Lithium is indicated for the management of Bipolar disorder. It prevents or decreases acute manic episodes . Some side effect are seizures, abdominal pain, hypothyroidism, leukocytosis, muscle weakness and tremors.
Dr. Tech said he is sending me home with a prescription for Lithium. What is that for?
Are there any side effects should we should know about?
Ms. Smith and her husband have many questions about lithium
Yes, you need to avoid excess caffeine. Some drugs that may interact with this medication are NSAIDS such as ibuprofen, diuretics, ace inhibitors, metronidazole, and calcium channel blockers. Other alternative medications used to treat bipolar disorder are: Valproic acid, Carbamazepine, and Clonazepam.
Ok, is there any drugs or food that may interact with this medication?
Isn't there something else they can give her?
The nurse provides patient education before Ms. Smith's discharge home
You need to make sure to take this medication as directed, even if you feel well. It is important for you to drink 2000 - 3000 ml of fluid daily to maintain lithium levels . Since Lithium can be harmful in pregnancy, it is important to take contraception and consult with your doctor if a pregnancy is suspected.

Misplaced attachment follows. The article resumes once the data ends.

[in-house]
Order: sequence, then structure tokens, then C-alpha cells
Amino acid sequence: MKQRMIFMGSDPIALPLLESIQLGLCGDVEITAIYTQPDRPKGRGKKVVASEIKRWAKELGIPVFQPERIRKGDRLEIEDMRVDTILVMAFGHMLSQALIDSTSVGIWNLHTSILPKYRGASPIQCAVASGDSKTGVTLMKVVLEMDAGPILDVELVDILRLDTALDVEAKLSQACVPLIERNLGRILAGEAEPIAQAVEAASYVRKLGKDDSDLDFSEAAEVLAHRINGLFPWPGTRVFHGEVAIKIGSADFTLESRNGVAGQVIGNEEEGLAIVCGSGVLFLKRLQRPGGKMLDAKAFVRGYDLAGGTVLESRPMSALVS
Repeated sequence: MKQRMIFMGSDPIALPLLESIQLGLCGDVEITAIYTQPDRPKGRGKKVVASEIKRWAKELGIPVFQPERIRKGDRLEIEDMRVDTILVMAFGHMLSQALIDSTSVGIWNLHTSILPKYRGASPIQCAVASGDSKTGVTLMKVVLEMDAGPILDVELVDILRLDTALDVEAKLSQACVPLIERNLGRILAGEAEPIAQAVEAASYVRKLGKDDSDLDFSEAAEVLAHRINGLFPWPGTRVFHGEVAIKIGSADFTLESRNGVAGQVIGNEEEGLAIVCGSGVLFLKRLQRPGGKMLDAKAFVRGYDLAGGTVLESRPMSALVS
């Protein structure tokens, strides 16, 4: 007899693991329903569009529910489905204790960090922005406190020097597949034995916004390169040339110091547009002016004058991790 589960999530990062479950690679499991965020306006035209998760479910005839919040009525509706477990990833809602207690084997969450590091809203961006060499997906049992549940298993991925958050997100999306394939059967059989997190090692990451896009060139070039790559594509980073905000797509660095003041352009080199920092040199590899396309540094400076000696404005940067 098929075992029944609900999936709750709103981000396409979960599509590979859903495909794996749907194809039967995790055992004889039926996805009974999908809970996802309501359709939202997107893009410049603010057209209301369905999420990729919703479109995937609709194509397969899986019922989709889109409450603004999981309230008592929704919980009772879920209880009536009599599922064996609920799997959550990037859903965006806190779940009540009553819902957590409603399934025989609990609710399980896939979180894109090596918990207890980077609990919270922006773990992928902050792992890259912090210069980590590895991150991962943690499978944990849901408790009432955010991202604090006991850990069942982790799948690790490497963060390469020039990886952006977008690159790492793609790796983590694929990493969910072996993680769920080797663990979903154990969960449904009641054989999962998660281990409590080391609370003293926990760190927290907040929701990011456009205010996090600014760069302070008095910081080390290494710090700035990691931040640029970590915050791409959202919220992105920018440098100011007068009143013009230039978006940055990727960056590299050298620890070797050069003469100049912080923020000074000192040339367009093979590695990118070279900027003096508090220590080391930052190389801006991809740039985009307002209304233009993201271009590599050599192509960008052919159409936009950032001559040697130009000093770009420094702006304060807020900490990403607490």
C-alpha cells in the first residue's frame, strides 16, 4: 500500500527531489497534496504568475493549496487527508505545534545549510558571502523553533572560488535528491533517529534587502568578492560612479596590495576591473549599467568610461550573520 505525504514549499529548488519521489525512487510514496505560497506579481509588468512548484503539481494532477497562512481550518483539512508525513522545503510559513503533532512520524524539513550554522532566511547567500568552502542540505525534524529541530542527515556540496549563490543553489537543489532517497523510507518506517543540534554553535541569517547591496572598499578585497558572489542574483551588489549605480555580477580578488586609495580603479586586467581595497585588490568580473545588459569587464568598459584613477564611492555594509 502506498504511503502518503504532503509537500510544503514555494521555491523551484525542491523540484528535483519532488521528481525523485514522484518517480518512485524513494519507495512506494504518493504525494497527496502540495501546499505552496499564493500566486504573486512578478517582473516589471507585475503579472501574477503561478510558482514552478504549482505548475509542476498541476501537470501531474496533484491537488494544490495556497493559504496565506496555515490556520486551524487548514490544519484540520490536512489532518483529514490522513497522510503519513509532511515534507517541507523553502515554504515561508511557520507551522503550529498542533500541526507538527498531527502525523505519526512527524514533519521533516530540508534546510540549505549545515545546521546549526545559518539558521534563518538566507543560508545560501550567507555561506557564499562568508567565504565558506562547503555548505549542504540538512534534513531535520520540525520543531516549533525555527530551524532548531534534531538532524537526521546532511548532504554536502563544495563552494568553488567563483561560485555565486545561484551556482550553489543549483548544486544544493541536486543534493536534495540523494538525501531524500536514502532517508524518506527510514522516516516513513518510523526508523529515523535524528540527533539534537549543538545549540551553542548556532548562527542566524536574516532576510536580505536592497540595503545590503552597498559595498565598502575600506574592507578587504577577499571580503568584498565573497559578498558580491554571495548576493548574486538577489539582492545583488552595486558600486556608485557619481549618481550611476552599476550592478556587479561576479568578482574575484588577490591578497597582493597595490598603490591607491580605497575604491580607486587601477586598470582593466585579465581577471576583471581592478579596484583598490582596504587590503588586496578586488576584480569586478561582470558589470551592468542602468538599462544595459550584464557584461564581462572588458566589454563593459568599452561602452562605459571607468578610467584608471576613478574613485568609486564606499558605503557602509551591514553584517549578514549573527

References: Henry, N. J. (2016). RN pharmacology for nursing: Review module (7th ed.). Overland Park, KS: Assessment Technologies Institute.
Lilley, L. L., Collins, S. R., & Snyder, J. S. (2017). Pharmacology and the nursing process (8th ed.). St. Louis, MO: Elsevier.
Group members: Griselda Hidalgo - indications,pharmacological action, side effects, and storyboard editing Linda Ogbimi - Drug-drug interaction, drug-food interactions, and patient teaching, storyboard editing